Pierre Haobsh

Pierre Haobsh

The triple-murder trial for Pierre Haobsh continued in Santa Barbara Superior Court on Friday with testimony from a man who said Haobsh confessed the killings to him and asked for help moving the bodies.

Haobsh, 31, of Oceanside is facing three charges of first-degree murder in the 2016 deaths of Santa Barbara-area family Dr. Weidong “Henry” Han, 57, who founded the Santa Barbara Herb Clinic; his wife Huijie “Jennie” Yu, 29; and their 5-year-old daughter Emily Han.

Haobsh and Han were business associates, according to investigators, and Haobsh is accused of committing murder for financial gain.

Thomas Direda testified that he knew Haobsh through work, and then they became friends.

Prosecutor Hilary Dozer presented a conversation of text messages between the two men in March 2016 that Direda testified were related to the Han family killings.

Around 9 a.m. March 23, 2016, Haobsh texted Direda that he urgently needed his help.

Direda gave Haobsh his home address in Thousand Oaks, and Haobsh showed up within a couple of hours, and they talked in the backyard, Direda said during his testimony.

Habosh said he was a “monster” and confessed to killing three people, Direda said.

Haobsh then identified the people as “Dr. Henry,” his wife and his daughter, Direda said.

Direda knew Han, whom he described as “a friend of mine,” and said they were working together on a skincare line with CBD and trying to synthesize CBD for some of Han’s patients at the clinic.

Haobsh asked Direda for help moving the bodies, specifically Han’s, which was the heaviest, Direda said.

“I didn’t believe him initially,” Direda testified.

Direda said he would not go up to Santa Barbara County with Haobsh, as he requested, but offered to call around to see if anyone else would help him.

In response to questioning from the prosecution, Direda said he was scared for his safety and told Haobsh he would help, but did not.

Direda admitted to deleting a message in the text chain because he didn’t want to look like he was helping Haobsh, which investigators discovered from phone evidence.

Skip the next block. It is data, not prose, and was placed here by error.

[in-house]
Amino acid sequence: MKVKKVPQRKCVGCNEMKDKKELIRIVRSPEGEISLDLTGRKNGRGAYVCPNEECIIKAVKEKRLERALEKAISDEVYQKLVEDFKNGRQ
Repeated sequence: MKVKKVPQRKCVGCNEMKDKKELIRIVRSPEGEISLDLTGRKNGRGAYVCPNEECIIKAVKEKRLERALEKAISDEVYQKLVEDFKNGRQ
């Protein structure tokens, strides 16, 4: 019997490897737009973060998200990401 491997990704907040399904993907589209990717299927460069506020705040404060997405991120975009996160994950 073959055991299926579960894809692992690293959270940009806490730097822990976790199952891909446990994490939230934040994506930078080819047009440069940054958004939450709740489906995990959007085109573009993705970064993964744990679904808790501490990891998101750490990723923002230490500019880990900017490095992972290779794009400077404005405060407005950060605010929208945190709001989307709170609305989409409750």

In that deleted message, he said he would try to help Haobsh any way he could, and planned to contact specific friends to see if they would help.

In the series of text messages shown in court Friday, Haobsh wrote several unanswered texts asking for updates on March 23, and then wrote that he “rented an 18 wheeler with forklift and took care of it all.”

At 7:35 p.m. March 23, Haobsh texted: “Yep. Am screwed. They just found everything. My live’s over. Only if I got to it all sooner …” and right afterward, “Like this morning.”

Santa Barbara County sheriff’s deputies responded to the Han family home around 5:30 p.m. March 23 for a welfare check after business associates reported that Han had missed meetings that day.

In the hours afterward, detectives went through the home documenting with video and collecting evidence. 

Direda said he told his mom and some friends about the confession, and called Han’s clinic to find out whether Haobsh was telling the truth.

At some point, “my mom called me the minute it was on the news to tell me it was true,” Direda said.

He testified that he called the Santa Barbara County Sheriff’s Department to report the confession in the early morning hours of March 25, and said he was scared for his life in case Haobsh decided to “come after me.”

He also said he talked to his brother, who is a judge and former district attorney, before calling law enforcement, and that he and his brother “agreed it was important to report.”

Haobsh was arrested at gunpoint by law enforcement in San Diego County March 25, according to the Santa Barbara County Sheriff’s Department.

Investigators testified in the preliminary hearing that they found evidence in Haobsh’s car including two guns, Han’s wallet and cell phones belonging to Han and Yu.

The non-jury “bench trial” is being heard by Superior Court Judge Brian Hill, and testimony is scheduled to continue on Monday.

Noozhawk managing editor Giana Magnoli can be reached at gmagnoli@noozhawk.com. Follow Noozhawk on Twitter: @noozhawk, @NoozhawkNews and @NoozhawkBiz. Connect with Noozhawk on Facebook.